Botanical Name::Beta vulgaris
Species: B. vulgaris
Synonyms: Spinach Beet. Sea Beet. Garden Beet. White Beet. Mangel Wurzel.
Parts Used: Leaves, root.
Habitat:Coasts of Europe, North Africa and Asia, as far as India, and is found in muddy maritime marshes in many parts of England,
Description: Beta vulgaris (Linn.) is a native of South Europe, extensively cultivated as an article of food and especially for the production of sugar, and presents many varieties.The plant is a tall & succulent plant, about 2 feet high, with large, fleshy, glossy leaves, angular stems and numerous leafy spikes of green flowers.foot.
It is derived from the Sea Beet (B. maritima, Linn.), which grows wild on the coasts of Europe, North Africa and Asia, as far as India, and is found in muddy maritime marshes in many parts of England, a tall, succulent plant, about 2 feet high, with large, fleshy, glossy leaves, angular stems and numerous leafy spikes of green flowers, much like those of the Stinking Goosefoot.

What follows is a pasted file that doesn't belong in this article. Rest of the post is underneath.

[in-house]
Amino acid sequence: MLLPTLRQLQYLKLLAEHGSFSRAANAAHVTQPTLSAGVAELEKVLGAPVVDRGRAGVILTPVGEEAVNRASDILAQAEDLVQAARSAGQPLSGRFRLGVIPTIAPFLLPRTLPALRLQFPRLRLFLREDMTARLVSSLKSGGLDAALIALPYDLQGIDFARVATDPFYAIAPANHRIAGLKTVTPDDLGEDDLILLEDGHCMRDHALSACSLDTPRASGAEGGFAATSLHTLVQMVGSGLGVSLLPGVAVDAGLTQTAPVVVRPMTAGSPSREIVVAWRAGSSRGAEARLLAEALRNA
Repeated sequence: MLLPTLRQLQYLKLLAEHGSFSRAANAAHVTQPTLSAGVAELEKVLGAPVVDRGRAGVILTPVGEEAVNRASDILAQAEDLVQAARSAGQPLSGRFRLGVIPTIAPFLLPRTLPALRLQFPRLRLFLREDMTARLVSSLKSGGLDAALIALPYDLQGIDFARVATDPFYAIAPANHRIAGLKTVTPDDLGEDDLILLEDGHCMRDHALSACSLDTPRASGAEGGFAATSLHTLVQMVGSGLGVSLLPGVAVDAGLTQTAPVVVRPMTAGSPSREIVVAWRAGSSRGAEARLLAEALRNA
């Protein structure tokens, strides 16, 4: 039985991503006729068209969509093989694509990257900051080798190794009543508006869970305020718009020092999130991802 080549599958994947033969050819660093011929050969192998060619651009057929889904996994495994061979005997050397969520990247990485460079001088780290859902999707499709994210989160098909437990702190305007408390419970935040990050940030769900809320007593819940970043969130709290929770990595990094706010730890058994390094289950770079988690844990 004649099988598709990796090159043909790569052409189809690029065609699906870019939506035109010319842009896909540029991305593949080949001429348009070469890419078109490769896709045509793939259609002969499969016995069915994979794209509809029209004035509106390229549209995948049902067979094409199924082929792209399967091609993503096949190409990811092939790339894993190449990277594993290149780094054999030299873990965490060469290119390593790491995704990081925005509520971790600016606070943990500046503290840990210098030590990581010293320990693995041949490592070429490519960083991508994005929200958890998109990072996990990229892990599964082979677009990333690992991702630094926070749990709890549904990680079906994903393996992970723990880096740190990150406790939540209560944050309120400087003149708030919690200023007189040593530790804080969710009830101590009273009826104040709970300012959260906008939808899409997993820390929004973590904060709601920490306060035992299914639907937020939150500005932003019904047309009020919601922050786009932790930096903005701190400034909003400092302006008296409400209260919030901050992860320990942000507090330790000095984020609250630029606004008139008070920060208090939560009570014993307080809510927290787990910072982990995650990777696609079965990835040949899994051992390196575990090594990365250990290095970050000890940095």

The lower leaves, when boiled, are quite equal in taste to Spinach, and the leaf-stalks and midrib of a cultivated form, the Spinach Beet (B. vulgaris, var. cicla), are sometimes stewed, under the name of Swiss Chard (being the PoirÃ©e Ã Carde of the French, with whom it is served as Sea Kale or Asparagus). This white-rooted Beet is also cultivated for its leaves, which are put into soups, or used as spinach, and in France are often mixed with sorrel, to lessen its acidity. It is also largely used as a decorative plant for its large handsome leaves, blood red or variegated in colour. Its root, thoughcontaining almost as much sugar as the red Garden Beet, neither looks so appetizing nor tastes so well.